Other than being a stark contrast to Dorsey’s usual writing on Egypt, it’s also a counterbalance to Amnesty’s recent critique (noted yesterday as well as again today below) that Egypt’s efforts to reform the status of women are only symbolic. While the criticism is duly noted, the point that may be missed is the power that such symbolism may have on countless Egyptians. This should also be read in mind with the recent statementissued by the Ministry of Awqaf in association with the National Council for Women calling upon women to volunteer as preachers in women’s sections of mosques. Note that rather than this statement being calling for something new, it appears the intent is that the system is once again opened up to women volunteer preachers as before Adly Mansour’s interim administration. It is unclear from Awqaf’s announcement if these volunteers will require licensing.  (Read Conflicting views of Islam spill onto the soccer pitch, and please don’t be put off by his blog’s bizarre color scheme)


The best part of Tuesday night’s U.S. State of the Union address. Running time: 9 seconds. (Watch)

Editorial note: Yes, there was a comeback but it’s funnier this way. Also, the comeback wasn’t that great.


Last summer’s electricity crisis will not be repeated — Minister of Electricity
Al Borsa | 21 Jan 2015
The Minister of Electricity reiterated the ministry’s commitment to increase the country’s capacity to produce electricity as he unequivocally said that last summer’s energy crisis will not be replicated next summer. The issue is one of national security according to the minister. The Ministry has undertaken projects to increase electricity production capacity by 3.5GW along with other initiatives to improve the efficiency of stations currently in service. (Read in Arabic)

Egypt’s Sisi outlines national energy policy at World Future Energy Summit
Platts | 21 Jan 2015
Continuing coverage of the president’s remarks at the Abu Dhabi industry gathering, with the crux being: “Key pillars of the emerging energy policy would include measures to increase oil and gas production; diversifying the power generation sector to encompass “clean coal” technology and nuclear energy, as well as more gas and renewable energy to displace fuel oil thermal power generation; a five-year program of fuel and electricity subsidy reform; accelerating repayment of government debts to international contractors; and optimizing exploitation of Egypt’s geographic position between oil producers and consumers, especially through a project to expand the Suez Canal and associated oil pipelines.” (Read)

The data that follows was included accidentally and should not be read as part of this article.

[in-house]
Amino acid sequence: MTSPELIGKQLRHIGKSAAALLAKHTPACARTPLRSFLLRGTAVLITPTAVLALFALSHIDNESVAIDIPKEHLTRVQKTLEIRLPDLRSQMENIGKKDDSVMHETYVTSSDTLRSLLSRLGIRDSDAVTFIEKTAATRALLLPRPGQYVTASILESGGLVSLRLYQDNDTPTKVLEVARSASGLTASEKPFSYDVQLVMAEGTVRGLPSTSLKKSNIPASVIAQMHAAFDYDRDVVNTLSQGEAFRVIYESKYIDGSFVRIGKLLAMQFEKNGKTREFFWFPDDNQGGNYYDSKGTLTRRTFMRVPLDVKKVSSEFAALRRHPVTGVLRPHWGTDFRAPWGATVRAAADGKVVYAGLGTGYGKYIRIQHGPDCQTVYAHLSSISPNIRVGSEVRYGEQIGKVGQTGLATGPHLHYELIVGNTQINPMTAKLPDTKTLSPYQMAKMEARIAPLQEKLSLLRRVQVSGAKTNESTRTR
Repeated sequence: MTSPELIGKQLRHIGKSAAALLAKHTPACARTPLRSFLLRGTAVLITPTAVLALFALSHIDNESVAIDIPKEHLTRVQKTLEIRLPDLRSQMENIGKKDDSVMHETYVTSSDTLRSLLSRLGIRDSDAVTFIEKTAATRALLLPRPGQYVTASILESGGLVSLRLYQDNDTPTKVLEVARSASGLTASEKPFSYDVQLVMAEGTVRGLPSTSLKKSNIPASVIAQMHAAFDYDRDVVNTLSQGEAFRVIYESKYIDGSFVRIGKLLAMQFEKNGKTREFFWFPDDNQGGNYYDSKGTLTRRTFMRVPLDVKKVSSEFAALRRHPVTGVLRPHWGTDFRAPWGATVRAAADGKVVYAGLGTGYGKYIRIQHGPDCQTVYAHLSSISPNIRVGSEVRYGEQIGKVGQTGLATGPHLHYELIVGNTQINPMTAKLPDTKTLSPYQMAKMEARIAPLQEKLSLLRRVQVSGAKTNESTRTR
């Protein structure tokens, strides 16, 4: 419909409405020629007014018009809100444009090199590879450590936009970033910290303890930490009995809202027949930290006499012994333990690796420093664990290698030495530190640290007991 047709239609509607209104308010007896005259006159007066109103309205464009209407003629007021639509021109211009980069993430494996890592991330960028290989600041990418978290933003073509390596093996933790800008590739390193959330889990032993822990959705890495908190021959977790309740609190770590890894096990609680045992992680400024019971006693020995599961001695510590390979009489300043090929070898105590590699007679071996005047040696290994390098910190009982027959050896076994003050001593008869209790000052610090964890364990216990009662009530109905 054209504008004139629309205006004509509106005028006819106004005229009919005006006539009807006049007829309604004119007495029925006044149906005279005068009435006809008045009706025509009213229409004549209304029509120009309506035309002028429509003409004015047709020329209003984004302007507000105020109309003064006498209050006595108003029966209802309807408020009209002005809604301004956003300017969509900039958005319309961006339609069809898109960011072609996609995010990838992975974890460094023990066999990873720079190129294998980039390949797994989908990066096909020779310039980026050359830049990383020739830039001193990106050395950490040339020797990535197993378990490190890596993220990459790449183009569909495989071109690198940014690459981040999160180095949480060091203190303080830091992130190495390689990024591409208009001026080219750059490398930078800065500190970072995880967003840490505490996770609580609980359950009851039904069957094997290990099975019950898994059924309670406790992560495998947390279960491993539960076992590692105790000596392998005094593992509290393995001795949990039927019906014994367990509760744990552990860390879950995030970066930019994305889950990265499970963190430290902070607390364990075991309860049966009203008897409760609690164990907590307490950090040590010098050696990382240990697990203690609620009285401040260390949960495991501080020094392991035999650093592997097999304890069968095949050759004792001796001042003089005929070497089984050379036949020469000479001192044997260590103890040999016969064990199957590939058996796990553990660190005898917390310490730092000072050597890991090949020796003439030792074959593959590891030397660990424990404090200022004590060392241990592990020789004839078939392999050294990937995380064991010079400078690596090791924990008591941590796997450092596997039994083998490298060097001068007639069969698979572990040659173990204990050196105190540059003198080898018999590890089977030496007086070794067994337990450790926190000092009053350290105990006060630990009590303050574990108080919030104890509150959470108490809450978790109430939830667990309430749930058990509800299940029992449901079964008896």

60% of all power stations repaired by the end of the month — Ministry of Electricity
Al Mal | 20 Jan 2015
The Ministry of Electricity will complete repairs to 60% of the country’s power stations by the end of the month, according to a source within the ministry speaking to Al Mal. 140 units have been repaired so far with a total capacity of 14GW, and the ministry expects to be done with repairing all units by May. In order to improve the efficiency of the power stations, the ministry  is also reducing the usage of heavy fuel oil as an input and will rely more on natural gas instead. (Read in Arabic)

OTMT wins EGP 1 bn contract to build three power stations in Aswan and Minya
Amwal Al Ghad | 21 Jan 2015
Orascom Telecom Media and Technology Holding announced it was awarded an EGP 1 bn contract to build three new power stations in Upper Egypt. The power stations will be built in Aswan as well as two in East and West of Minya. OTMT’s Deputy CEO also said that the company is considering expanding in participating in transport project. (Read in Arabic)


EGPC to build three new pipelines to transport butane gas domestically
Al Mal | 21 Jan 2015
EGPC announced its plans to build three pipelines with a total length of 500km to transport butane gas to Egyptian cities. The pipelines will deliver the gas to Assiyut, Sohag, Fayoum, Beni Suef, and El Ain El Sokhna. EGPC’s plans also include building eight new storage cisterns with a capacity of over 80 thousand tons, with about 70% of their capacity going to serve Upper Egypt. (Read in Arabic)

BG Egypt’s receivables from EGPC down to USD 920 mn
Al Borsa | 21 Jan 2015
EGPC’s payments to IOCs in 2014 drove BG Egypt’s receivables down to USD 920 mn, BG Egypt’s President Arshad Sufi said during an interview with Al Borsa. Sufi praised the Egyptian government’s willingness and speed to respond to market demands and change policy like it did with adjusting the natural gas purchase price. BG also expect the results of its seismic survey of its West Delta Deep Marine concession this year. During the interview, Sufi also noted news we previously covered in Enterprise, including the linking with BP infrastructure and the development of BG’s 9A West Delta site. (Read in Arabic)

Ministry of Petroleum expects daily gas shortage of 1.017 tcf despite imports
Al Borsa | 21 Jan 2015
The Ministry of Petroleum is expecting a shortage in Egypt’s natural gas of 1.017 tcf a day in FY2015 / 16, and this is after taking the agreed upon daily imports of 0.5 tcf into consideration. Average natural gas production is expected to reach 5 tcf per day, down from 5.03 tcf per day in FY2014/15. 3.48 tcf of the daily production will go to supply power plants, up from 3.23 tcf. The supply plan also includes pumping 100 mcf daily to the Idku liquefaction plant with a possibility of exporting 100 mcf to Jordan – if the quantities are available. (Read in Arabic)


Ministry of Finance cancels EGP 2.2 bn subsidy to the National Railways
Al Borsa | 21 Jan 2015